It has been recorded that some children with a diagnosis of Floating Harbor Syndrome also have Isodicentric chromosome 15 syndrome, which is a developmental disorder with a broad spectrum of features. The signs and symptoms vary among affected individuals.
Poor muscle tone is commonly seen in individuals with isodicentric chromosome 15 syndrome and contributes to delayed development and impairment of motor skills, including sitting and walking.
Babies with isodicentric chromosome 15 syndrome often have trouble feeding due to weak facial muscles that impair sucking and swallowing; many also have backflow of acidic stomach contents into the esophagus (gastroesophageal reflux). These feeding problems may make it difficult for them to gain weight.
Intellectual disability in isodicentric chromosome 15 syndrome can range from mild to profound. Speech is usually delayed and often remains absent or impaired. Behavioral difficulties often associated with isodicentric chromosome 15 syndrome include hyperactivity, anxiety, and frustration leading to tantrums. Other behaviours resemble features of autistic spectrum disorders, such as repeating the words of others (echolalia), difficulty with changes in routine, and problems with social interaction.
About two-thirds of people with isodicentric chromosome 15 syndrome have seizures. In more than half of affected individuals, the seizures begin in the first year of life.
About 40 percent of individuals with isodicentric chromosome 15 syndrome are born with eyes that do not look in the same direction (strabismus). Hearing loss in childhood is common and is usually caused by fluid buildup in the middle ear. This hearing loss is often temporary. However, if left untreated during early childhood, the hearing loss can interfere with language development and worsen the speech problems associated with this disorder.
Other problems associated with isodicentric chromosome 15 syndrome in some affected individuals include minor genital abnormalities in males such as undescended testes (cryptorchidism) and a spine that curves to the side (scoliosis).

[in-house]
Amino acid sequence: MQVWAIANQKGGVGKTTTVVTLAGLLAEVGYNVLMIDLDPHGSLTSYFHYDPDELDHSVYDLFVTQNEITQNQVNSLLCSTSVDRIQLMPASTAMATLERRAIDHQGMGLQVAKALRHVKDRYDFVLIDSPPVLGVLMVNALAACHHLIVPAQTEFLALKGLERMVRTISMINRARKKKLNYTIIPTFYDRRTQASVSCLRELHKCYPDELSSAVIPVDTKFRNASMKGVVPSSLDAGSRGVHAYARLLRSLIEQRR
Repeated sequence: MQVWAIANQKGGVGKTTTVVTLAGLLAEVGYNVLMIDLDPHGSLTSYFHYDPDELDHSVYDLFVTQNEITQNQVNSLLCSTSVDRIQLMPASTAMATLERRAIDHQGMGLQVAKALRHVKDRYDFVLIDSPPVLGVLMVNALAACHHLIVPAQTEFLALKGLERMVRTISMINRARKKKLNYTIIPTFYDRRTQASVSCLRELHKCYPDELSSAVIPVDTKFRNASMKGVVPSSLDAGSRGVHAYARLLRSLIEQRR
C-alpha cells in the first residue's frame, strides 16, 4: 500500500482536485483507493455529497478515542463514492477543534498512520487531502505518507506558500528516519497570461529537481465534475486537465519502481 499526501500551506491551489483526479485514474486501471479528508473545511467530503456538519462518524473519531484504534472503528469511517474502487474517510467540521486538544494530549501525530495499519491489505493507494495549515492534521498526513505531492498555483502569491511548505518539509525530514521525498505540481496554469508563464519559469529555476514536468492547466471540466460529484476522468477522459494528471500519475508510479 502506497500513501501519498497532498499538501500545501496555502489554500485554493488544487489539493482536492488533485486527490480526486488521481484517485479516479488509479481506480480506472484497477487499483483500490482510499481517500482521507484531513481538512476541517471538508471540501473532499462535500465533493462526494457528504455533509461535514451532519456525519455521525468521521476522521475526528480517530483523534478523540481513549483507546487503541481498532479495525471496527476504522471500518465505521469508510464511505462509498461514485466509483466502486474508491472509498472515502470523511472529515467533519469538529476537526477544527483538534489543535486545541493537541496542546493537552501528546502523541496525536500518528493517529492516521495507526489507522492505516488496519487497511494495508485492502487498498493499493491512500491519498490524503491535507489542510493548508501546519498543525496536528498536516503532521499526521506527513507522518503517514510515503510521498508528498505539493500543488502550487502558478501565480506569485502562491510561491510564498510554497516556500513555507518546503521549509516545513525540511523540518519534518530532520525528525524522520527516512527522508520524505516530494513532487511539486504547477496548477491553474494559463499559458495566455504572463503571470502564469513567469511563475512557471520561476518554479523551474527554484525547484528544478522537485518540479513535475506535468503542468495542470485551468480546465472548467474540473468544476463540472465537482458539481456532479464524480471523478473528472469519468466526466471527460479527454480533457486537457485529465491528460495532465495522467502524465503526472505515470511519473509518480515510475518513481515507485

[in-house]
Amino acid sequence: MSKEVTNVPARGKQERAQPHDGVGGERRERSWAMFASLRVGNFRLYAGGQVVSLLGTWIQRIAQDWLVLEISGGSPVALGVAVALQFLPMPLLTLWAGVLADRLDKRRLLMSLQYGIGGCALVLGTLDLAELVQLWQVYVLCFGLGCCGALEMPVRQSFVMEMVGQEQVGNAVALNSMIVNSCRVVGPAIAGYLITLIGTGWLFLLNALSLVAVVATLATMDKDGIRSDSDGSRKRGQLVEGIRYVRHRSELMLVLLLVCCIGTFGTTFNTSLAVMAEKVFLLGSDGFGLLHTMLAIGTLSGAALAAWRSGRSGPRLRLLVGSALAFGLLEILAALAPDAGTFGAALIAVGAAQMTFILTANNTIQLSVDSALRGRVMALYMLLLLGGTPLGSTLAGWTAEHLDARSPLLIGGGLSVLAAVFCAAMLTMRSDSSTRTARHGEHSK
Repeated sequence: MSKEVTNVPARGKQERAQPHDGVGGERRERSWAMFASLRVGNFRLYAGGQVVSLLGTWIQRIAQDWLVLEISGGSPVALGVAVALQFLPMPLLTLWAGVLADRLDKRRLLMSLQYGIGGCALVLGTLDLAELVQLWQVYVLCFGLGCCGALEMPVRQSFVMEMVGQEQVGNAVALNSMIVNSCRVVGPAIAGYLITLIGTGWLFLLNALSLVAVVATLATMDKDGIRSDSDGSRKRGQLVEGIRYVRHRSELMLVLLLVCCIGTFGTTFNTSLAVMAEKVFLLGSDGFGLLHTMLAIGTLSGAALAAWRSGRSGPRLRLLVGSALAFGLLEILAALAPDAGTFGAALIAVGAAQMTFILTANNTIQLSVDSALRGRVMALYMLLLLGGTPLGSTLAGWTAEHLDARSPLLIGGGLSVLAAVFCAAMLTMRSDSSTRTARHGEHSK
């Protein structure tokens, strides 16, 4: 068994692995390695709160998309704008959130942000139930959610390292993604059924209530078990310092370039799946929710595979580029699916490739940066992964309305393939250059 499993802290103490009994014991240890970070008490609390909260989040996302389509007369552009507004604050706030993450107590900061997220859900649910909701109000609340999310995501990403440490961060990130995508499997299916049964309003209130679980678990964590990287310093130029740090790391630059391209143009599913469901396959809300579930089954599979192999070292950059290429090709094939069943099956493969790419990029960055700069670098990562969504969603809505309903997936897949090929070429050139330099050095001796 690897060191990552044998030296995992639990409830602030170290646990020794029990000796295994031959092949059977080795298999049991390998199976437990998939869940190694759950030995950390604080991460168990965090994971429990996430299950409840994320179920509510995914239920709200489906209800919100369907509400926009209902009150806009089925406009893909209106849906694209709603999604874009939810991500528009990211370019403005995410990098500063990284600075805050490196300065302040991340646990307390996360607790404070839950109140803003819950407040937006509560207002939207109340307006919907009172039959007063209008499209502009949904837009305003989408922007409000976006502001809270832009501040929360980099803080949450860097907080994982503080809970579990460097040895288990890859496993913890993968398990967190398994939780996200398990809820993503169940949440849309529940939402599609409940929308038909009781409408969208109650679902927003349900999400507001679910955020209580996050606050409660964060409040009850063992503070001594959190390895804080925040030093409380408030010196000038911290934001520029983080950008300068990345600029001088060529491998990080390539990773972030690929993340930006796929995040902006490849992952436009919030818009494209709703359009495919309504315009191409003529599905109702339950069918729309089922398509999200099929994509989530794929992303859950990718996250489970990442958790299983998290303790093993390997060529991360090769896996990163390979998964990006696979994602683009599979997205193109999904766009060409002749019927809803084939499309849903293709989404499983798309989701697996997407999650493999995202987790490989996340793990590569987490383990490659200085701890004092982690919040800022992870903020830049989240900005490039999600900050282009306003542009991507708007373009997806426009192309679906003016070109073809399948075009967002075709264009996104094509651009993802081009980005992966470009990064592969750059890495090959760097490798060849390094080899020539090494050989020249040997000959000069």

How common is isodicentric chromosome 15 syndrome?
Isodicentric chromosome 15 syndrome occurs in about 1 in 30,000 newborns.
What are the genetic changes related to isodicentric chromosome 15 syndrome?
Isodicentric chromosome 15 syndrome results from the presence of an abnormal extra chromosome, called an isodicentric chromosome 15, in each cell. An isodicentric chromosome contains mirror-image segments of genetic material and has two constriction points (centromeres), rather than one centromere as in normal chromosomes. In isodicentric chromosome 15 syndrome, the isodicentric chromosome is made up of two extra copies of a segment of genetic material from chromosome 15, attached end-to-end. Typically this copied genetic material includes a region of the chromosome called 15q11-q13.
Cells normally have two copies of each chromosome, one inherited from each parent. In people with isodicentric chromosome 15 syndrome, cells have the usual two copies of chromosome 15 plus the two extra copies of the segment of genetic material in the isodicentric chromosome. The extra genetic material disrupts the normal course of development, causing the characteristic features of this disorder. Some individuals with isodicentric chromosome 15 whose copied genetic material does not include the 15q11-q13 region do not show signs or symptoms of the condition.
Can isodicentric chromosome 15 syndrome be inherited?
Isodicentric chromosome 15 syndrome is usually not inherited. The chromosomal change that causes the disorder typically occurs as a random event during the formation of reproductive cells (eggs or sperm) in a parent of the affected individual. Most affected individuals have no history of the disorder in their family.